How I found a fabulous hat and avoided fashion waste at the races

I grew up in a country town and one of the big social events was the local races. It was never about the horses. It was about an excuse to dress up and put on a fancy hat.

The months of October and November is the Spring Racing Carnival in Melbourne. The Builder and I were fortunate to receive tickets for Stakes Day.

Due to the last minute surprise of the tickets, I did not get organised to buy a second hand hat. So I found myself at a department store trying on one hat after the other. I stood in a mirror admiring the assortment of ribbons and tulle atop my head, when I suddenly realised buying a hat that I probably will not wear again was wasteful. It went against my second hand style ethos too.

Last year I bought a vintage hat to go with my second hand dress. But that took a few weekends to find. With my vintage dress featuring a loud pop of lime green, I know trying to find a hat that matched would be hard to do in less than a week, especially with the vintage stores not so close to my work. And even though I love the hat I bought last year, it does take up precious room and I am not sure where I will wear it again.

I had read about websites that rented out designer handbags, so surely there would be something for hats…especially in Melbourne. So I put the tulle down, stepped away from the feathers and sinamay, then had a search on the internet.

Designer Hat Hire came up, within 5 minutes I found the perfect hat to match my 1950s vintage cocktail dress. The name of the business does what it says – lets discerning hat lovers rent a hat.

There were many options and you could see clearly if your hat was available or not. I placed my order and it showed up the day before the event. The service was professional and the hat was just what I was looking for. They also cater for weddings.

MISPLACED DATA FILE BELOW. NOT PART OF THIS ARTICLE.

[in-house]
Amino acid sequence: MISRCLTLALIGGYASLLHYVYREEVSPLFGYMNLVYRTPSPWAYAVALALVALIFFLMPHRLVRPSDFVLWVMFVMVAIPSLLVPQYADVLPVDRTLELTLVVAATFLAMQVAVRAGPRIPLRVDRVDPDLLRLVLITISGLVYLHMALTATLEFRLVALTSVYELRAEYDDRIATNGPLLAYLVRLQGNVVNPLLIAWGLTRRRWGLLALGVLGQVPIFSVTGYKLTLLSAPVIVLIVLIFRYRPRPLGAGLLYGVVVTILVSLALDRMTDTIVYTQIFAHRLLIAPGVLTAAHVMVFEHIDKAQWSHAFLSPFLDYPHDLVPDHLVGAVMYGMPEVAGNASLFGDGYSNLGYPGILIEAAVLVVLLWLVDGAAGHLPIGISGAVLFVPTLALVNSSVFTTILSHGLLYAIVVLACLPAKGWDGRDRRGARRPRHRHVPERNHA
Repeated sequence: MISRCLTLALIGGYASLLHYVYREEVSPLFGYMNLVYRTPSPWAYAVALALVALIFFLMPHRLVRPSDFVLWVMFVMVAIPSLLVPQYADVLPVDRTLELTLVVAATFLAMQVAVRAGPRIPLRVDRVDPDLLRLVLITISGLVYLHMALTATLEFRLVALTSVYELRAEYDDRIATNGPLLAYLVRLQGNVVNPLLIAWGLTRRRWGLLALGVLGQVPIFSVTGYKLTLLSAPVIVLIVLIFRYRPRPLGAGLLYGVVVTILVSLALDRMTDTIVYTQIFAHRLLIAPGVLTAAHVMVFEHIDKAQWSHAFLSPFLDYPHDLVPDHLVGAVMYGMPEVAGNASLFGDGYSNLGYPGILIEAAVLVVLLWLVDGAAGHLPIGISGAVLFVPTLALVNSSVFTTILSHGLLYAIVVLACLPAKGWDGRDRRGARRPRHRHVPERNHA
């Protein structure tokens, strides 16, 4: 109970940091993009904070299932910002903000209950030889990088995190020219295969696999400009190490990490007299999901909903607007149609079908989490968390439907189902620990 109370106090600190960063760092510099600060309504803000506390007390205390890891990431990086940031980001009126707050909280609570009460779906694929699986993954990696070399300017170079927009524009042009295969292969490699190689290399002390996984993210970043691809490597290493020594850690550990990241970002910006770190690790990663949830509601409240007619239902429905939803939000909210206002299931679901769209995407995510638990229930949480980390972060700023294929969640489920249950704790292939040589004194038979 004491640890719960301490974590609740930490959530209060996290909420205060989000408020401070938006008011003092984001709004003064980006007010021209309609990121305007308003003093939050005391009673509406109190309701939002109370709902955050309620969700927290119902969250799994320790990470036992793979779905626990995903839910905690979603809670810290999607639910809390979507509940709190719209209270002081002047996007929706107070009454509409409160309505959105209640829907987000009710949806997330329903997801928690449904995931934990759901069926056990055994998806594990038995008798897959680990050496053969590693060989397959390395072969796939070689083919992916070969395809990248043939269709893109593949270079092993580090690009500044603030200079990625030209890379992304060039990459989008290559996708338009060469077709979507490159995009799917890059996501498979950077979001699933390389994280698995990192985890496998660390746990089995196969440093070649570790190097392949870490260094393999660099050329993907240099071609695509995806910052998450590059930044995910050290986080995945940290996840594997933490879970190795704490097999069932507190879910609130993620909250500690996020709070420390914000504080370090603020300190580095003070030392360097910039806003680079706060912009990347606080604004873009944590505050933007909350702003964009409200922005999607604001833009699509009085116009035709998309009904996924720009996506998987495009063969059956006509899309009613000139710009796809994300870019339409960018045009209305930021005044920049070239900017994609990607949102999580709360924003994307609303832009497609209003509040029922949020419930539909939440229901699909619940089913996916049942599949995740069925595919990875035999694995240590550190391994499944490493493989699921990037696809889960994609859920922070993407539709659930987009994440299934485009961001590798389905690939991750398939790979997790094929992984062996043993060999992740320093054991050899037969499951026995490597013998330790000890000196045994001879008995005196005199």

A few days after the event, the hat was picked up by the crew at Designer Hat Hire, ready for a new head. I was quite chuffed to discover this service and thought it was a fun solution and minimised waste. Plus I would not have to worry about storing a hat away. I was also delighted to here that the brains and beauty behind this cleaver business, Kerrie Stanley, favoured up-cycled materials to make the gorgeous creations on offer.

As for the races – it was an anti-plastic nightmare. It seemed my mind must have stopped working after attaining my pleated green treasure of a hat. I felt really annoyed at myself that I didn't think to take my own cup. It would have been an easy fix. I have a wine glass sitting in my picnic basket at home. But I just plain old forgot. So there is my confession, I used one plastic cup and recycled it. I am not perfect. I know there will be times I will fall off the horse, so to say. But with practice, I know that I will fall less and less. Everything takes practice and to me, practice is perfect.

Tell me, what ideas or tips do you have to make your race day experience more sustainable?


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